There can be no doubt that Judge Burrell's admirable desire to prevent an uncounseled, and seriously disturbed, defendant from confronting, on his own, the “prosecutorial forces of organized society” 19 -in this case, three experienced federal prosecutors aggressively seeking that defendant's execution-lay at the heart of his denial of Kaczynski's request for self-representation. A fair reading of the record provides no support for the finding that Kaczynski's purpose was delay. Instead, it leads to the inexorable conclusion that Kaczynski requested self-representation on January 8, 1998, not because he wished to manipulate the trial process, but because Judge Burrell's rulings of the previous day had ensured that his lawyers would present the mental-health defense that he found so abhorrent.20 Yet it is easy to appreciate why, as one commentator has suggested, “[t]he judicial system breathed a collective sigh of relief when the Unabomber pled guilty.” 21 Indeed, all the players in this unfortunate drama-all except Kaczynski, that is-had reason to celebrate Kaczynski's unconditional guilty plea. His attorneys had achieved their principal and worthy objective by preventing his execution. The government had been spared the awkwardness of pitting three experienced prosecutors against an untrained, and mentally unsound, defendant, and conducting an execution following a trial that lacked the fundamental elements of due process at best, and was farcical at worst. Judge Burrell, as noted, had narrowly avoided having to preside over such a debacle and to impose a death penalty he would have considered improper in the absence of a fair trial. It is no wonder that today's majority is not eager to disturb so delicate a balance.
The problem with this “happy” solution, of course, is that it violates the core principle of Faretta v. California 22 -that a defendant who objects to his counsel's strategic choices has the option of going to trial alone. Personally, I believe that the right of self-representation should in some instances yield to the more fundamental constitutional guarantee of a fair trial.23 Here, the district court understood that giving effect to Faretta 's guarantee would likely result in a proceeding that was fundamentally unfair. However, Faretta does not permit the courts to take account of such considerations. Under the law as it now stands, there was no legitimate basis for denying Kaczynski the right to be his own lawyer in his capital murder trial.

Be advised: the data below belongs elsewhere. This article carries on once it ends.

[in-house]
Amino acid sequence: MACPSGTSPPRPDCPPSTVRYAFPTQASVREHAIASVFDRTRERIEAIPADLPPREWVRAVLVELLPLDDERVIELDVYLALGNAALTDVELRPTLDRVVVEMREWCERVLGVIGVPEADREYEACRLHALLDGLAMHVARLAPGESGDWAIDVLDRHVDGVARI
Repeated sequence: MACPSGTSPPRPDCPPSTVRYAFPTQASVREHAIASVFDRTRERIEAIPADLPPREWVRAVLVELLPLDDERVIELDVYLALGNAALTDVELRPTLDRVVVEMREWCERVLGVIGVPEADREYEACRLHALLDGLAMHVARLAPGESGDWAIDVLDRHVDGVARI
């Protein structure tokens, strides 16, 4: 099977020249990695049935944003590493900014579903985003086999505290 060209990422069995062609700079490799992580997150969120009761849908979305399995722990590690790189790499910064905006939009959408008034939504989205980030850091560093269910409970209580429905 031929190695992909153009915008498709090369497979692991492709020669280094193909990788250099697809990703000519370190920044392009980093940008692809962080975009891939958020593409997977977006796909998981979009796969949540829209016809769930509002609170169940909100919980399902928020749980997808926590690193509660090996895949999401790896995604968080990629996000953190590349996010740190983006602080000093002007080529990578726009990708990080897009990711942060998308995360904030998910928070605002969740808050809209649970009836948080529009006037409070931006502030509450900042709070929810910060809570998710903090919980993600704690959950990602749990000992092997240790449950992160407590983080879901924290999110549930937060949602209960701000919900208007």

I do not suggest that the result the majority reaches is unfair or unjust. It is neither. I would prefer to be free to uphold the district judge's denial of Kaczynski's request on the basis of the societal interest in due process for all defendants, and particularly capital defendants. Unfortunately, I am not permitted by precedent to do so. Because I am bound by the law, I am also unable to vote to affirm on the basis the district court relied on: that Kaczynski's request was made in bad faith. Thus, with much regret, I must conclude that Kaczynski's plea of guilty was not voluntary and that he was entitled to withdraw it. Accordingly, I most respectfully dissent.
1. The standard for measuring a defendant's competency to waive the right to counsel is no different than the standard for measuring his competency to stand trial. See Godinez v. Moran, 509 U.S. 389, 397, 113 S.Ct. 2680, 125 L.Ed.2d 321 (1993). In Dusky v. United States, 362 U.S. 402, 80 S.Ct. 788, 4 L.Ed.2d 824 (1960) (per curiam), the Supreme Court held that a defendant is competent if he has “sufficient present ability to consult with his lawyer with a reasonable degree of rational understanding,” and “a rational as well as factual understanding of the proceedings against him.” Id. at 402, 80 S.Ct. 788.